On The Ground In Oiltown, USA

On The Ground In Oiltown, USA

Weld County, Colorado, has more active wells than any county in the nation. As energy development transforms the landscape, people and wildlife are acutely feeling the effects. Can industry and conservationists reach a compromise?

By Michelle Nijhuis
Published: 12/16/2013

Rutledge has been discussing a similar plan with Colorado officials, arguing that effective sage-grouse protections at the state level can help avoid the less flexible and further-reaching protections of a federal Endangered Species Act listing. But the state has been slow to act. "It's very clearly the same issue here as it is everywhere else," says Rutledge. "The birds can't handle the level of disturbance and fragmentation that comes with uncontrolled gas drilling." Rutledge points out that an effective plan is as good for the industry as it is for wildlife, providing some regulatory certainty in a chaotic landscape. "We can do this and have gas, too," he says.

In Greeley, Sara Barwinski sees daily evidence of the need for compromise--for the sake of both wildlife and human health.

Speak Up!

For the latest on this issue, go to Conservation Colorado, a statewide environmental group that has been working on energy issues for years, and Audubon Rockies.

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Go to Skeptical Science.org

Go to Skeptical Science.org online tri level science reporting with links to the actual articles.. this site gets you to the recent research which documents that 97% of climate scientists see human caused emissions as a major factor in climate warming via greenhouse, interacting with water vapor (clouds) and solar events and earth's orbital features, etc. This study's methods ---eg., criteria for 'climate scientist" sample inclusion, criteria for assessing scientist's answer on the questions, etc, was carefully considered to control for sample and rater bias etc. The methods are discussed quite openly, debated with sci commenters who are obvious science geeks...This site also amply discusses the much cited decade - or 14 years - of halt in climate warming. skepticalscience.org. at anyone's fingertips, user friendly to non-scientists, but very detailed version and 'medium' versions offered for less science sophisticated readers are in more depth than most articles one finds.

Responsible energy

Responsible energy development and protecting the environment is certainly an attainable balance. And, in fact, hydraulic fracturing has established a strong track record as a safe, scientific practice. In addition to a number of voluntary steps the energy industry takes to safeguard the environment, hydraulic fracturing is subject to rigid regulatory oversight at the federal, state and local levels.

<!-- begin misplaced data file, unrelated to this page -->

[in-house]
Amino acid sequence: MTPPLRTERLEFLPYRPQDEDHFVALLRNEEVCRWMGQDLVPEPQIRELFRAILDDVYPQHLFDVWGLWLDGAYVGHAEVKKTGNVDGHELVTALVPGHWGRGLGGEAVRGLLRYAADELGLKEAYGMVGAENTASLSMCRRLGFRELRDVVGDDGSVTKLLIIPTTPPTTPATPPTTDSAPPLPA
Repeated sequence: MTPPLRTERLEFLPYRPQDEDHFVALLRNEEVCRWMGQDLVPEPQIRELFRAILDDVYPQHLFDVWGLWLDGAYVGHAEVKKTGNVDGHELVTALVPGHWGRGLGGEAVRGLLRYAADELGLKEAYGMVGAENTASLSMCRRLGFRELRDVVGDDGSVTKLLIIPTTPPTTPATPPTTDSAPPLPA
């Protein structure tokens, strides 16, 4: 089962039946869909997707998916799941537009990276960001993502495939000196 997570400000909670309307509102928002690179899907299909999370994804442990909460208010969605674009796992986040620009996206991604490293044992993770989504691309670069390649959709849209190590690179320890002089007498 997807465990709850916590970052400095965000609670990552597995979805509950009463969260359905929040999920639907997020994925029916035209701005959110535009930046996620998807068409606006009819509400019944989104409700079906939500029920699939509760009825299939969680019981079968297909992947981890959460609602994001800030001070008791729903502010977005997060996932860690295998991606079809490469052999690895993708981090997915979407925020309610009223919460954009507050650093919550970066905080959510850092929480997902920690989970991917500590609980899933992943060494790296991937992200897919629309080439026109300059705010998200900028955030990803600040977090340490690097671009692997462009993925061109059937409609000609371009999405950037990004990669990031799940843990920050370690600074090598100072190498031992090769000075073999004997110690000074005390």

With respect to concerns about groundwater and air pollution, it’s important to have the facts on these issues: 1) In more than 60 years and over one million well projects there has never been a single confirmed incident of groundwater contamination, as verified by the EPA. 2) C02 emissions are at near 20-year lows.

Interestingly, a recent poll showed the majority of Coloradans are in favor of hydraulic fracturing. So clearly there is an understanding that this technique is safe and beneficial for our energy future and our economy. As this conversation continues, we believe there will be a greater understanding of the balance that can be achieved between energy development and environmental protections.

-Renee, Energy Citizens Coordinator

Responsible energy

Responsible energy development and protecting the environment is certainly an attainable balance. And, in fact, hydraulic fracturing has established a strong track record as a safe, scientific practice. In addition to a number of voluntary steps the energy industry takes to safeguard the environment, hydraulic fracturing is subject to rigid regulatory oversight at the federal, state and local levels.

With respect to concerns about groundwater and air pollution, it’s important to have the facts on these issues: 1) In more than 60 years and over one million well projects there has never been a single confirmed incident of groundwater contamination, as verified by the EPA. 2) C02 emissions are at near 20-year lows.

Interestingly, a recent poll showed the majority of Coloradans are in favor of hydraulic fracturing. So clearly there is an understanding that this technique is safe and beneficial for our energy future and our economy. As this conversation continues, we believe there will be a greater understanding of the balance that can be achieved between energy development and environmental protections.

-Renee, Energy Citizens, Coordinator

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